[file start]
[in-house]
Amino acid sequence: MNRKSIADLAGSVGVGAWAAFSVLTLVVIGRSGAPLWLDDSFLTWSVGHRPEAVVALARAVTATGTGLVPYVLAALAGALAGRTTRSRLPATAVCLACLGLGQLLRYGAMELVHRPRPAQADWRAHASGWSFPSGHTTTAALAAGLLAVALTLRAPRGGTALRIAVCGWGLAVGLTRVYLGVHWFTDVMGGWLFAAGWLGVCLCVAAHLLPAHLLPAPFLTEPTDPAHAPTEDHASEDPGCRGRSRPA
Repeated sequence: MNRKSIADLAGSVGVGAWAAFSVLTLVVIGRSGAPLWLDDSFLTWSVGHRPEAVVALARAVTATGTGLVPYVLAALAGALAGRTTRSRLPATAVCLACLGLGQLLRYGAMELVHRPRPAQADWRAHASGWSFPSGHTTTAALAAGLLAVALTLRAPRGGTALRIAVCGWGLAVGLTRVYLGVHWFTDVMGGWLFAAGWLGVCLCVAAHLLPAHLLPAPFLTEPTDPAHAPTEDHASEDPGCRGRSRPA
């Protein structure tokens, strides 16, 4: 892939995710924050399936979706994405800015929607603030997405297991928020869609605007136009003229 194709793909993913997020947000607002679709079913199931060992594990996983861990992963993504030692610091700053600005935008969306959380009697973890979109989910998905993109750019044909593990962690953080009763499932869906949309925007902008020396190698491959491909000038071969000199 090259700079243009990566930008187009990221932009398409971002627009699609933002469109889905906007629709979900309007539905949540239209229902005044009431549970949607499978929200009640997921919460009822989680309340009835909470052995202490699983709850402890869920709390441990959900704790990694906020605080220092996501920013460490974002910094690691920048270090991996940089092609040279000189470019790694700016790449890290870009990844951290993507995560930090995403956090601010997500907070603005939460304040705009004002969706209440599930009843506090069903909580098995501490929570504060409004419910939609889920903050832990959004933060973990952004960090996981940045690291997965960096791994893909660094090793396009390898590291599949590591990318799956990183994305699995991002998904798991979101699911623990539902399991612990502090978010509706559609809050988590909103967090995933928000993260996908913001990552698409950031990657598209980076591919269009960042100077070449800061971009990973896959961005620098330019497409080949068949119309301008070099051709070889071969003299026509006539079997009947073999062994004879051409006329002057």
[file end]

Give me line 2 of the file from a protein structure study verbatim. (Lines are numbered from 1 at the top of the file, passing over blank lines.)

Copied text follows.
Amino acid sequence: MNRKSIADLAGSVGVGAWAAFSVLTLVVIGRSGAPLWLDDSFLTWSVGHRPEAVVALARAVTATGTGLVPYVLAALAGALAGRTTRSRLPATAVCLACLGLGQLLRYGAMELVHRPRPAQADWRAHASGWSFPSGHTTTAALAAGLLAVALTLRAPRGGTALRIAVCGWGLAVGLTRVYLGVHWFTDVMGGWLFAAGWLGVCLCVAAHLLPAHLLPAPFLTEPTDPAHAPTEDHASEDPGCRGRSRPA